TC: (abbr) Transfer Certificate. To be asked to leave the school. Often considered the toughest form of punishment doled out to students at Parthi. Some argue that being asked to clean Ram Mohan sir's room is the worst. Is generally used as a threat. Synonyms: 'kicked out'
TC - The very mention of the two letters made a person freeze. The utterance of these letters by a teacher caused a thousand prayers to be shot up into the heavens, along with a thousand promises. "Please God, I will not watch any films when I go home. Please forgive me this time and I will do 108 pradakshanas around Ganesha temple"
The two scariest letters if you studied in Parthi. I do not know about you people, but I was under constant threat of a TC. The very mention struck fear in my heart. And this was pretty much the case with all my friends. After our holidays were, the journey back was troublesome for me. Not because I was homesick, but because I did not know if I was going to be allowed to continue. One of my friends, KSR (K.Santosh Reddy), also felt the same way. I remember him telling me that when he arrived at the bus stand and saw the 'KSRTC' buses, he thought it was a sign from the heavens!! In our younger days at PS, it was said that every year, the worst behaved student would be given a TC. I am sure this was hogwash, I studied there till 10th standard. With TC always came legendary tales of misbehaviour. A guy in our class was given TC and it was rumoured that he was found at midnight sitting on top of the Parvathi statue's head. (Or heads, actually).
The closest I came to TC was in Class 6. It happened in the afternoon on a weekday. It so happens that this well-known foreigner friend of mine was as usual spending his time away from the class, discovering the small joys of life (catching frogs, going up to the dormitory and screaming "Go for dho" to the teachers from the windows etc.).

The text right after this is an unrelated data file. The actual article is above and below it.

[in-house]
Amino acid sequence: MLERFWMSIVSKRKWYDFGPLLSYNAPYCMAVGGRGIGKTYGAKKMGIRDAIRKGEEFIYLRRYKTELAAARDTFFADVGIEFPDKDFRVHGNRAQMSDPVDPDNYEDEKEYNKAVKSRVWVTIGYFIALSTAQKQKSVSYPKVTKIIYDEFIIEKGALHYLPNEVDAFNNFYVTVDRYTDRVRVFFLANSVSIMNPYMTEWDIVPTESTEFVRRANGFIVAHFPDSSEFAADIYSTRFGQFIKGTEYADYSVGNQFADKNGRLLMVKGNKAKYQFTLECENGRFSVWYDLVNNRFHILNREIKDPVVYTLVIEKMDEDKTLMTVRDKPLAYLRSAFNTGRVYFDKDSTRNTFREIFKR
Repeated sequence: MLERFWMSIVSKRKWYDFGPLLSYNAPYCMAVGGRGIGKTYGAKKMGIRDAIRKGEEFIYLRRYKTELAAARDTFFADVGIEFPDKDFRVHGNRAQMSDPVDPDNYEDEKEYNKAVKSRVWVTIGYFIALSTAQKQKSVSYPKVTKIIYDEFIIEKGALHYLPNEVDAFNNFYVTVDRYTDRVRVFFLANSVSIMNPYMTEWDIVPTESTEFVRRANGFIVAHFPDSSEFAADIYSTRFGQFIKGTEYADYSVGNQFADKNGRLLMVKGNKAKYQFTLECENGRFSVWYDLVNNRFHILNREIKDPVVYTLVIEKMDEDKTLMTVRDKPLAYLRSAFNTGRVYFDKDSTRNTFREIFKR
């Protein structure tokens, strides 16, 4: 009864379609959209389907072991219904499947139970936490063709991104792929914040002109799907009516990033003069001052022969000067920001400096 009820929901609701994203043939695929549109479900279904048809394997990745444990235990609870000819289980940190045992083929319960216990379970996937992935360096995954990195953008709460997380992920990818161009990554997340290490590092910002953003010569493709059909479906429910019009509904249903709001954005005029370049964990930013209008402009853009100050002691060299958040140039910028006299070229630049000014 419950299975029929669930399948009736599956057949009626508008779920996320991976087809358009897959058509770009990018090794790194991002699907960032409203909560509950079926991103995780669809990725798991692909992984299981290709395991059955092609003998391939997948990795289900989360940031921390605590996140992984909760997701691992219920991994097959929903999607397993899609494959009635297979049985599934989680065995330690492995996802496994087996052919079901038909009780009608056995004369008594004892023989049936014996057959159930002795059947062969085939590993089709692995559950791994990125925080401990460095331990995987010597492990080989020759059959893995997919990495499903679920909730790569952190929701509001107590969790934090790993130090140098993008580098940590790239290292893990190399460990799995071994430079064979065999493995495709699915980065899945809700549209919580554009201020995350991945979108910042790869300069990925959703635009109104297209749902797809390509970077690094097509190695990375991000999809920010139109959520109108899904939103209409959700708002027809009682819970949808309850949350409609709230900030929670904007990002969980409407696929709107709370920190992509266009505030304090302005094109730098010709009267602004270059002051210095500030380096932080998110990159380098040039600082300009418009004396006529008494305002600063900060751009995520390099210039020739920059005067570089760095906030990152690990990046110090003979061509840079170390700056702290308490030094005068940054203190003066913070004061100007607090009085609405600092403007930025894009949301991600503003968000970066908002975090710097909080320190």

He sees an amma spreading clothes in the old prayer hall for us to collect when we came upstairs after the classes. Creativity gets the better of him and probably taking inspiration from the painting of Padmapada on the walls, decides to walk on each and every one of the shirts that were being spread out. The concerned aunty reprimands him for it, and soon realises why none of the teachers bother doing it. He screams at her, along with graphic details of what he'd like to do. Traumatised, she takes him to Warden Aunty. When interrogated, he coolly states that I had taught him all that.
Of course, I was blissfully unaware of all this. I was sitting outside a Neela Patel mam's class, obviously not figuring in the list of 'my good students' on that day. Now, the good part about being punished outside the class in 6th standard is that the senior girls' classes were right in front of you. On the flip side, a teacher from the Staff Room could see what you were doing from the windows in their room. I was furiously trying to catch a glimpse of somebody through the windows, when Vimla aunty came asking for me. On realising that I was already punished, she gave me a look as if I was a Kaurava whose thighs Bheem had forgotten to tear off.
I was taken to the dining hall, where tiffin was being served in the yellow Indian Airlines katoris.
"Is he the guy?" "Yes, aunty. He was already punished outside the class." BOOM! Punch to the nose!
'Shameless fellow, is this what you teach your friends?"
"Aunty, what..." and before I could say 'Tyson', another punch to the nose.
I was then called to HM aunty's room. I had always wondered what this room looked like while waiting in line outside the dispensary. But this was a wrong way to find out. Everywhere I looked, I could only see my impending doom. Tears after tears flowed, but I was unable to convince her that I had no clue what was being talked about. I was asked to pack my suitcase and Oblesu was called to take me to the station. (I know, there was no station in Parthi back then, but try mentioning that after receiving two punches that sent you out of the orbit!)
After much begging, an investigation was carried out. My friend said that I had taught him all that one day in the class. What probably tilted the case in my favour was his track record of how many times he actually came to the class. Finally, I was asked to go back to the classroom. I could have walked with my nose in the air, the problem was that I could not feel it in the first place. I was given strict warnings not to talk to him again.
That, of course, is a different story altogether!!